Melodeo plans music service from iTunes playlists


Melodeo Inc. said Tuesday it plans to help music fans expand use of their iTunes digital music collections beyond their desktop computer and iPod by streaming songs in personal libraries to mobile phones.

Privately held Melodeo, which already delivers Web-based audio clips to phones, said the service -- now in test mode -- would stream songs to cell phones for music fans who provide it with a list of the songs stored in personal libraries that use iTunes, Apple Inc's digital music software.

The idea of the service, which comes ahead of Apple's expected launch this month of its music-playing iPhone, is to let consumers who have digital music libraries listen to digital music on the go without a portable player.

It also lets listeners access songs from their library on more than one personal computer.

Melodeo revenue could be from monthly fees for the service, software download fees, or audio advertisements, said David Dederer, Melodeo's vice president for music services.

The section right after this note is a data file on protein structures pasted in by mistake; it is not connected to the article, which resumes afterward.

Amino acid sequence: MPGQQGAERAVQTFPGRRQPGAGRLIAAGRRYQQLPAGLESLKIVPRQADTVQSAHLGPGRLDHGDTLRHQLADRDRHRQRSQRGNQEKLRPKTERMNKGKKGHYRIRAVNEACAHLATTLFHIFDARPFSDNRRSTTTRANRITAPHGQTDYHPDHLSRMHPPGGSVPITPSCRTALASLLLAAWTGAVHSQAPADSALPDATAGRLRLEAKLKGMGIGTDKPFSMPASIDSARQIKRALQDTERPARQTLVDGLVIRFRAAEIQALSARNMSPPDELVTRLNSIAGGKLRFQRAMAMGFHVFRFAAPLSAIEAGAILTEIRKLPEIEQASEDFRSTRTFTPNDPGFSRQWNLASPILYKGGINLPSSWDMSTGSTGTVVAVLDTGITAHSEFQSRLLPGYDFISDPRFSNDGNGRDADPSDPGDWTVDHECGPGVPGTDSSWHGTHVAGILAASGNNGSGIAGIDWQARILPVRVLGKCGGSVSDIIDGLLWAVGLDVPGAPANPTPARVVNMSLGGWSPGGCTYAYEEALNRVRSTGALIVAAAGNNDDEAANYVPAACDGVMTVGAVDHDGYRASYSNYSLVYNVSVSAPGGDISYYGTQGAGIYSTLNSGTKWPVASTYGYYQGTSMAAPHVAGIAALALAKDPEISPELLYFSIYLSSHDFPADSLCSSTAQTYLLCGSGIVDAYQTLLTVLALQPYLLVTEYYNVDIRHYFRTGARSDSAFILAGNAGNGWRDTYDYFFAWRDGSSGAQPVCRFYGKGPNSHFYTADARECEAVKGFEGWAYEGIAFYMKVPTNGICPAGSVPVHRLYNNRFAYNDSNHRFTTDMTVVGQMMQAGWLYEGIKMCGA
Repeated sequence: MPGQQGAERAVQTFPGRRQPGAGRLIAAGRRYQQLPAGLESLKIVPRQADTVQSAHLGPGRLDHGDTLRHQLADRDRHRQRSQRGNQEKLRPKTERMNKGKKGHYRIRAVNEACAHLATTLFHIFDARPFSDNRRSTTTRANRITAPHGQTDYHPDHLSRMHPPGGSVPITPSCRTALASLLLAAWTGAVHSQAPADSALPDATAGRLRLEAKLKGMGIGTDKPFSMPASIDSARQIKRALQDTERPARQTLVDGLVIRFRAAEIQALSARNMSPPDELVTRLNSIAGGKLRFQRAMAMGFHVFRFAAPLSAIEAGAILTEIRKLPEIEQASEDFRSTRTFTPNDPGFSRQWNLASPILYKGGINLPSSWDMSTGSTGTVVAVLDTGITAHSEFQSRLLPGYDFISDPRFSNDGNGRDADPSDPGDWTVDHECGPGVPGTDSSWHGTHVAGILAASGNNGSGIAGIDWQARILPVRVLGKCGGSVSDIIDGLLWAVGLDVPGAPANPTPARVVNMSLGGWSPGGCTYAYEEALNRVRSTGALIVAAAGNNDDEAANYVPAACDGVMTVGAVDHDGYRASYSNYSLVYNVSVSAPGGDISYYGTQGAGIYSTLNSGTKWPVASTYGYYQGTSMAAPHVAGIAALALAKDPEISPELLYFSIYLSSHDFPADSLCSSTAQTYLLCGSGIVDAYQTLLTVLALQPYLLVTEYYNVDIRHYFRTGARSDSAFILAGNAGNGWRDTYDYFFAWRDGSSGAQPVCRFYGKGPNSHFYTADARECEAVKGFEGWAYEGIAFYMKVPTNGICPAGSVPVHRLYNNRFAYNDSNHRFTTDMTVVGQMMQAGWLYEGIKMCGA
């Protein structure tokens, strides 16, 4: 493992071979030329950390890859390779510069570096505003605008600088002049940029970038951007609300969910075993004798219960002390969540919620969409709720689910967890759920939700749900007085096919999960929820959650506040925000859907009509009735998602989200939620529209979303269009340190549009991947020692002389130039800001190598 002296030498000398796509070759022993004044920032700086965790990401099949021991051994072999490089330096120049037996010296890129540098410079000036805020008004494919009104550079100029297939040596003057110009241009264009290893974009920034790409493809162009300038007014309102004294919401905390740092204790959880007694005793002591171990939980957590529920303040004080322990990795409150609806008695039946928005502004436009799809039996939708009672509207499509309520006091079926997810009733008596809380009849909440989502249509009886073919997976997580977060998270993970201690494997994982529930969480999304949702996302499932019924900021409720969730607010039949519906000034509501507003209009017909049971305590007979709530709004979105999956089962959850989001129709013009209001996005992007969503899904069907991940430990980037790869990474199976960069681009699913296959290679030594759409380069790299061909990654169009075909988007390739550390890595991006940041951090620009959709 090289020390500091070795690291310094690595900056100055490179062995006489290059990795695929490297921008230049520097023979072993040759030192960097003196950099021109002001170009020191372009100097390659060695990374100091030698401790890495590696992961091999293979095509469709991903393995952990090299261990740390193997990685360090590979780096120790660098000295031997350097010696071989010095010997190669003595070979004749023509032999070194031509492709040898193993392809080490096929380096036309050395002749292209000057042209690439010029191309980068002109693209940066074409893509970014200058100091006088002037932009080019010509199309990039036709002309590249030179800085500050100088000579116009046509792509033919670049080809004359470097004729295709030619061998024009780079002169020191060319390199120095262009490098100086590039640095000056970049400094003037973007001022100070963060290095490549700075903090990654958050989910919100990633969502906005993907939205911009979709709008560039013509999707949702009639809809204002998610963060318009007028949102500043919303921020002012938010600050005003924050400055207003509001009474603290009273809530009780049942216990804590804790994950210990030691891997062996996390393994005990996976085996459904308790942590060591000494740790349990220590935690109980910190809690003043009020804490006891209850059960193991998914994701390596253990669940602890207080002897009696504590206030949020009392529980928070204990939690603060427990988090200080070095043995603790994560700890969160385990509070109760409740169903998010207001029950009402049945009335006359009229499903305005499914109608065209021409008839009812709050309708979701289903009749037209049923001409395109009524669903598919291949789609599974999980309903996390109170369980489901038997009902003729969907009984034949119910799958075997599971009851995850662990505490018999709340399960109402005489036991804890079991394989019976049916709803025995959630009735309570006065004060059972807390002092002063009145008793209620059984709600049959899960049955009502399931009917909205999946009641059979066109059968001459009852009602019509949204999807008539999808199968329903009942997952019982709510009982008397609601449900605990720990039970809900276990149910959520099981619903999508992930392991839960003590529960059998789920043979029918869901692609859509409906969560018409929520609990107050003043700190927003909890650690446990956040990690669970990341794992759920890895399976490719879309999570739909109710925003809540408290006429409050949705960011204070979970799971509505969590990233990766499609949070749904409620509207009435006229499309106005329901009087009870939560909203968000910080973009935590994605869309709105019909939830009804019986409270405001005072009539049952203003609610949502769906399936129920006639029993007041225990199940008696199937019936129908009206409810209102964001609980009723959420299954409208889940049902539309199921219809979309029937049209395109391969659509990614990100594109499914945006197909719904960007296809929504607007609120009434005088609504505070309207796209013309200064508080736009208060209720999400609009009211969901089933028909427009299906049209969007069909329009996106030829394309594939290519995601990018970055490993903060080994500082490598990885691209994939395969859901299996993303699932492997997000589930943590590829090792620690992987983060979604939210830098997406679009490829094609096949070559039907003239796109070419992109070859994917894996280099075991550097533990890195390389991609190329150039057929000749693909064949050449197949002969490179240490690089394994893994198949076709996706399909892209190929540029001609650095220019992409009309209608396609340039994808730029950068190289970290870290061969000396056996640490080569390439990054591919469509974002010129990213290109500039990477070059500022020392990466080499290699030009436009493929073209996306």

But while consumers can buy songs through Apple for 99 cents per song, Melodeo is not selling copies of songs for consumers to store on their phones -- it simply plays songs based on a customer's iTunes list.

This means it can charge low fees as it would only have to pay the same usage fees paid by Web-based radio services, or a tenth of a cent per song play, Dederer said.

"We're doing everything we can to follow the current legal guidelines and standard industry practices where the legal guidelines are not crystal clear," said Dederer, adding that the low price may lead digital music listeners who do not pay for songs they swap with friends to subscribe to the service.

Melodeo expects the first version of the service to launch in six to 12 weeks, according to Dederer, who said he hopes to be able to announce a carrier deal by then.

Melodeo delivers audio clips to customers of wireless service providers such as AT&T Inc. and Alltel Corp..

While the first version of the service is going to be limited to lists from iTunes libraries, future versions will include playlists from other digital music services.